A love letter to women

Photo by Rose Renolla

I’m sorry they made you believe 

you didn’t deserve that little, black dress

because of the shape of your body.

I’m sorry they made you cover up

to protect their delicate sensibilities.

I’m sorry because you had to stiffle your spirit,

you couldn’t shout,

you couldn’t curse,

you couldn’t get mad

without being accused that your guts are spilling

from your mouth.

I’m sorry you were silenced.

I’m sorry your body is like a caged bird – 

however hard you try to spread your wings,

the bars keep holding you in.

And I’m sorry they always confuse you –

I’m sorry they tell you you don’t need the accents on your lids

but they don’t care enough to tell you

that you are beautiful

without your war paint on – 

and so you keep skipping back and forth

the line between 

basking in your natural glow

and needing your layered masks and bloodied lips.

I’m sorry they insist on measuring your worth

by your plumage,

or the weight of your body,

or thickness of your legs,

or the pitch of your voice.

I’m sorry you were made to feel like your worth had to be measured,

when in fact you are weightless and capable of defying gravity

when you fly.

I’m sorry they said your wings aren’t strong enough

to endure the flight towards the sky,

that you were robbed the freedom

to feel the wind beneath your wings.

And I’m sorry there aren’t enough people speaking for you

when you find your voice trapped by your gilded cage.

I’m sorry there aren’t enough people 

fighting for you to be free.

I’m sorry you’ve been designated as prey

or pet,

or decoration,

or property.

I’m sorry.

I’m sorry.

I’m sorry.

And it’s probably hard for you to believe

that you are free,

when you’ve been living with all the restrictions

that’s been weighing down your wings.

And I’m sorry for that too.

But you should know,

that once a bird, always a bird.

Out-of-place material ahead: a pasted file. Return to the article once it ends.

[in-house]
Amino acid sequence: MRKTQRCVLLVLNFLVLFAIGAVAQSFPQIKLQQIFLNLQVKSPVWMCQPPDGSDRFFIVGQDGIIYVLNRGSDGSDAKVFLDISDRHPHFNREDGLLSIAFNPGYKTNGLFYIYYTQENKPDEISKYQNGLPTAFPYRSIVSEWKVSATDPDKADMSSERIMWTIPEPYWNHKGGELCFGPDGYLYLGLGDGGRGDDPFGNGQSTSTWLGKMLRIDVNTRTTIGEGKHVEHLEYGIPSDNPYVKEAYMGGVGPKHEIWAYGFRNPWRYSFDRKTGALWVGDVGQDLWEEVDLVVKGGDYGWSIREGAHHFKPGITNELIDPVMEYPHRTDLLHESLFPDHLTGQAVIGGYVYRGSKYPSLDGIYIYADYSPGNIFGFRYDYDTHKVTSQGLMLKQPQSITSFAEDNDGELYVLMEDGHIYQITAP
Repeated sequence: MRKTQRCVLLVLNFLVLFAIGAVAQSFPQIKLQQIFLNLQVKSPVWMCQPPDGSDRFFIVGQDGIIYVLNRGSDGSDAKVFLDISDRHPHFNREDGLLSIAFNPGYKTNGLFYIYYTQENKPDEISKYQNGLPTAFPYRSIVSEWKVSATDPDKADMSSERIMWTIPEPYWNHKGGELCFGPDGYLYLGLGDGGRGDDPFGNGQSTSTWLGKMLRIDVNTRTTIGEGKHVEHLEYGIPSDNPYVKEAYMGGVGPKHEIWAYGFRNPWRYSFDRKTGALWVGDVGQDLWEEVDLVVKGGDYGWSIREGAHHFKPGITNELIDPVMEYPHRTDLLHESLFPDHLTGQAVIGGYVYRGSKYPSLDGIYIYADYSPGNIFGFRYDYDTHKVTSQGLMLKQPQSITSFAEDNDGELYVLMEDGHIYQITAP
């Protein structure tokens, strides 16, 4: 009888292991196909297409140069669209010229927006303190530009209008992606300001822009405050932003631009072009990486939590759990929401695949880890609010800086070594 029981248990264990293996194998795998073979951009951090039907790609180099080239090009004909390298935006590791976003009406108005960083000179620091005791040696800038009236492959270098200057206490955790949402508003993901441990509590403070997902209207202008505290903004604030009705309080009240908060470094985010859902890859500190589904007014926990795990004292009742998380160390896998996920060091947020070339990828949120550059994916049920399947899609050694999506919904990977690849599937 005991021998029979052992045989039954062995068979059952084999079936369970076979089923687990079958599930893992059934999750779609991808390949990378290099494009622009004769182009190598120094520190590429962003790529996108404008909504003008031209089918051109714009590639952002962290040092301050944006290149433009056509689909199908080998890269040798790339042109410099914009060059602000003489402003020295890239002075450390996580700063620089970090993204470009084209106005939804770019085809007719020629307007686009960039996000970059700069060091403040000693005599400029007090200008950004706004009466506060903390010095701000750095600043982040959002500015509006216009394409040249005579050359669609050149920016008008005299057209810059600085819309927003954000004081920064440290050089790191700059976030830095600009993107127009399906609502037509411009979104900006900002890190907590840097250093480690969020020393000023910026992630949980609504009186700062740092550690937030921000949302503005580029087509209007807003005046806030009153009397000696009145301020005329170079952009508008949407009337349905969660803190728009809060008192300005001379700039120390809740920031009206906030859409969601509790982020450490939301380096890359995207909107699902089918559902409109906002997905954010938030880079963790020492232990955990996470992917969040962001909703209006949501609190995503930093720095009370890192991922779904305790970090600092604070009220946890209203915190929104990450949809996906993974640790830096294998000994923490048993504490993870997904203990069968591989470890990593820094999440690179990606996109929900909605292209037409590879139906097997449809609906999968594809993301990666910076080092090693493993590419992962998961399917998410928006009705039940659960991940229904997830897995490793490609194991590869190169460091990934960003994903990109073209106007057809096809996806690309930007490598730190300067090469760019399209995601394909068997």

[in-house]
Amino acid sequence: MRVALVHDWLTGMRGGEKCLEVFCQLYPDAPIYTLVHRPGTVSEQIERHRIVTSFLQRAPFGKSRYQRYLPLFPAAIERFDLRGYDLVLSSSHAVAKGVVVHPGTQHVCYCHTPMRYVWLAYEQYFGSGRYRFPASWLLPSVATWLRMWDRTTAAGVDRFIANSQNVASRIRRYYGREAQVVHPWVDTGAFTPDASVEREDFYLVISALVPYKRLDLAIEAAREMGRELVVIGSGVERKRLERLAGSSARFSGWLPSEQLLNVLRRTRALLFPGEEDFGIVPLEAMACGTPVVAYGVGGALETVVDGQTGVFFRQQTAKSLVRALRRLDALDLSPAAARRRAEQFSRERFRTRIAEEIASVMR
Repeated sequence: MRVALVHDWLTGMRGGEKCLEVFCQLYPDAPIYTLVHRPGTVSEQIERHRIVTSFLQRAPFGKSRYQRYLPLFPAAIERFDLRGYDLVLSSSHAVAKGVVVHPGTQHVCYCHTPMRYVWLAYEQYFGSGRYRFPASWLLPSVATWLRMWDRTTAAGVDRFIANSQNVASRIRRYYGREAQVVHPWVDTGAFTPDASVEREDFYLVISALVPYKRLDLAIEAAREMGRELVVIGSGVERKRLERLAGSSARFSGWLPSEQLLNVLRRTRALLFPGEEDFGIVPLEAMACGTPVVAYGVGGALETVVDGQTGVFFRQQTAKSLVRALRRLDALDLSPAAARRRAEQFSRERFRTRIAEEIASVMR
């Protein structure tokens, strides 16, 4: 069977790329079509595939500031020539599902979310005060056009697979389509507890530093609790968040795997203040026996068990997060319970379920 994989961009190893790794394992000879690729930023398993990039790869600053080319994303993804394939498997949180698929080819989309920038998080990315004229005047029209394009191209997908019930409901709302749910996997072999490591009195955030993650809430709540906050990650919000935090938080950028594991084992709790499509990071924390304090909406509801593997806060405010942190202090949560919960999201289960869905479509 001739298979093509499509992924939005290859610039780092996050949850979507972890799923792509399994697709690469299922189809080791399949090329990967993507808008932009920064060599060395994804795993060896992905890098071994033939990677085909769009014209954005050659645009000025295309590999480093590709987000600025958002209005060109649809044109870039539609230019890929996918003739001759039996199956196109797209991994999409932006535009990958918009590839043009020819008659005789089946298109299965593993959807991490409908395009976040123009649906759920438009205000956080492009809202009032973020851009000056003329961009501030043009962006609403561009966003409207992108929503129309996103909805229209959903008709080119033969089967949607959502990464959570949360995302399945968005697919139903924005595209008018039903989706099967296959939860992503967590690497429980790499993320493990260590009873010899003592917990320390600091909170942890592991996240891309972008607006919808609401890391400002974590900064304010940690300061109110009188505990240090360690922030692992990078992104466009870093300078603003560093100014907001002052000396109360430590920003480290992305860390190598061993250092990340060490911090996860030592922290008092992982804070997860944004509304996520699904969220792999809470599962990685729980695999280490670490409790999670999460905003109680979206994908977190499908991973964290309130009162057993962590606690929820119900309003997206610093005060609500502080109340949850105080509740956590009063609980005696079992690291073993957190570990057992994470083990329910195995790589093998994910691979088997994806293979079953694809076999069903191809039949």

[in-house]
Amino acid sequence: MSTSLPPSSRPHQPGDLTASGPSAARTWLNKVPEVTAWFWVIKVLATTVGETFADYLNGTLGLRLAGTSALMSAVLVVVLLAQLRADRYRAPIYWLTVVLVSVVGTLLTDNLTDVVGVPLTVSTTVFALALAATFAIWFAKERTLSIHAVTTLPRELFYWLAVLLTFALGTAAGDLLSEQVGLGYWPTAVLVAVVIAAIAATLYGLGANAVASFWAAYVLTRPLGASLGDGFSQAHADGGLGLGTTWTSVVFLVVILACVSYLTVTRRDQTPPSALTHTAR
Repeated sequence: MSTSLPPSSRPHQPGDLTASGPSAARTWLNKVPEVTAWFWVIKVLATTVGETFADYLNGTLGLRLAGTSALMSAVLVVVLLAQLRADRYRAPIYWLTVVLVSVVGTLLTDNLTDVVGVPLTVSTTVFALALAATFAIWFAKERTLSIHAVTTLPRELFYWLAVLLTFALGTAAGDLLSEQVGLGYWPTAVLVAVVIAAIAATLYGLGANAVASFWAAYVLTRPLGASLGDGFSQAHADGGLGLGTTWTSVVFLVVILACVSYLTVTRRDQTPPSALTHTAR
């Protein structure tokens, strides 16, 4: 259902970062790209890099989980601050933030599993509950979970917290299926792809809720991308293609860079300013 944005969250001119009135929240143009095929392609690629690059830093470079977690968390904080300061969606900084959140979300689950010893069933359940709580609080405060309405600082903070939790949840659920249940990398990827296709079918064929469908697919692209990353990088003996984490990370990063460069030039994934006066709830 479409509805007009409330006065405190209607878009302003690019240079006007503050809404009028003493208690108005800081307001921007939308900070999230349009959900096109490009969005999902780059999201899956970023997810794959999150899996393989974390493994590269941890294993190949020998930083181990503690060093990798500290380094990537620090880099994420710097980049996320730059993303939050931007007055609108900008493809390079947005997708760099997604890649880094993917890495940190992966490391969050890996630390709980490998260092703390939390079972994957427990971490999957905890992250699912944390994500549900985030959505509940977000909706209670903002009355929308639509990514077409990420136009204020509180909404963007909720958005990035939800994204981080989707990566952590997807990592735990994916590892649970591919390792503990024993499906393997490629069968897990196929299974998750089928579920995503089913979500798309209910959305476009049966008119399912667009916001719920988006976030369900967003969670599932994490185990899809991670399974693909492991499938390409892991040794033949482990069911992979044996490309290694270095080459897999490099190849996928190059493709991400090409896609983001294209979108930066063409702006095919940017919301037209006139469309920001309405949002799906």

They can put you in a cage

but that won’t mean 

you’ll forget how to use your wings.

Gather your strength

and bid your time.

And when it arrives,


Fly and never look back.

Go back to the wild

where you can screech and claw and hunt

spread your wings

go wherever you want to go.

No one owns you.

You were never meant to be caged.

The temple for which you should offer your prayers:

Love, you’ve been worrying again.
I see from the look in your eyes
you’re about to wage war on yourself again.

But why
do you have to be
your own

You let the men tell you
you should be soft.
You let them mold your curves
so you can finally define yourself
a woman.

You let other women show you
that you should be hard,
choose to be predator not the prey,
lest your heart
be unguarded.

You let other people
talk you into fighting their causes
while you remain deaf to your own.

Can’t you tell
your soul is asking
to be excused
to not be accused
to be given more breathing room
to touch base with itself?

Why must you set your real self aside
for the woman they tell you
you should be?

You are soft
as you are hard,
you are gentle
as you are strong,
you can be as much rough
as you can choose to be silky smooth.

Don’t be the temple
listening to prayers
that aren’t yours to hear.
You are as much
of a woman
as you hold yourself to be.

You matter.
You matter as much
as everybody else,
never too much,
never less,
always just enough.
All you have to do
is spread your arms
and hug your real self.

You exist.

In case you ever doubt
who you are,
look at yourself
in front of the mirror
and see:
you exist.
Skin and bones,
subdued and powerful –
just how a woman should be.

The Modern Fairy Tale


“Mirror, mirror on the wall,
who is the fairest of them all?”

Like the evil, stepmother queen,
voices teach us
we don’t need to look within.

Now Snow White, with her doe-eyes,
grace the magazines,
eyes reflecting only bright lights.

Cinderella wears only
beaded gowns
she’s always pretty
walking around town.

Ariel loves her legs
and hates her tail –
she forgot she was birthed
by the sea.
She thinks not being herself
is what will set her free.

Rapunzel still lives in the tower,
waiting for the man
who has the power.

Mulan commands an army
but to do so
she must always prove she’s hardy.

No, the fairy tales
aren’t to blame –
we fell deep into society’s game.

We tell girls
they are just little princesses
to be more would be an excess.

But princesses
can wield swords too
while wearing high-heeled shoes.

If we teach our daughters
to look within
they will value more than the color of their skin.

This is the modern fairy tale
we teach them to ride the tide
we don’t tuck them in
with drawing pins.

“Mirror, mirror on the wall,
little princess, don’t settle for fair –
when you can have it all.”

The wrought way to do things.


This is where it went wrong:
you thought you saw through me.
You could have known me
but you decided